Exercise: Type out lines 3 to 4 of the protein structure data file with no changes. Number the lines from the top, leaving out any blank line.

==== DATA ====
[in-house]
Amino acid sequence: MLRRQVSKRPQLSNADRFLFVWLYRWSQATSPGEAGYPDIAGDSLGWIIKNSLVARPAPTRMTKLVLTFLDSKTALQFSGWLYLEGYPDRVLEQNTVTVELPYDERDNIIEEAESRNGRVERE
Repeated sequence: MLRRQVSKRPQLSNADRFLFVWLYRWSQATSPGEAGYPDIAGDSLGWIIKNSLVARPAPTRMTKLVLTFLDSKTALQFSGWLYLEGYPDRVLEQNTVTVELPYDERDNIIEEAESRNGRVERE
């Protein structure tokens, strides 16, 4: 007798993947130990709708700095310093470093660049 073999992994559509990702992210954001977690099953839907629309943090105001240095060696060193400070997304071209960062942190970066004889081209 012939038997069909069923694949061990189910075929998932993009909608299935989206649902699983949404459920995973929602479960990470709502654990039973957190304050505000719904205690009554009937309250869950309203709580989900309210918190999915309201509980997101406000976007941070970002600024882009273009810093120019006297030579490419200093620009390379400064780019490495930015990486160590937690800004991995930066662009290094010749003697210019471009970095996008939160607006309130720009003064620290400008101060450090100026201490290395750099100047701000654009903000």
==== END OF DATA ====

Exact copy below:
Repeated sequence: MLRRQVSKRPQLSNADRFLFVWLYRWSQATSPGEAGYPDIAGDSLGWIIKNSLVARPAPTRMTKLVLTFLDSKTALQFSGWLYLEGYPDRVLEQNTVTVELPYDERDNIIEEAESRNGRVERE
């Protein structure tokens, strides 16, 4: 007798993947130990709708700095310093470093660049 073999992994559509990702992210954001977690099953839907629309943090105001240095060696060193400070997304071209960062942190970066004889081209 012939038997069909069923694949061990189910075929998932993009909608299935989206649902699983949404459920995973929602479960990470709502654990039973957190304050505000719904205690009554009937309250869950309203709580989900309210918190999915309201509980997101406000976007941070970002600024882009273009810093120019006297030579490419200093620009390379400064780019490495930015990486160590937690800004991995930066662009290094010749003697210019471009970095996008939160607006309130720009003064620290400008101060450090100026201490290395750099100047701000654009903000």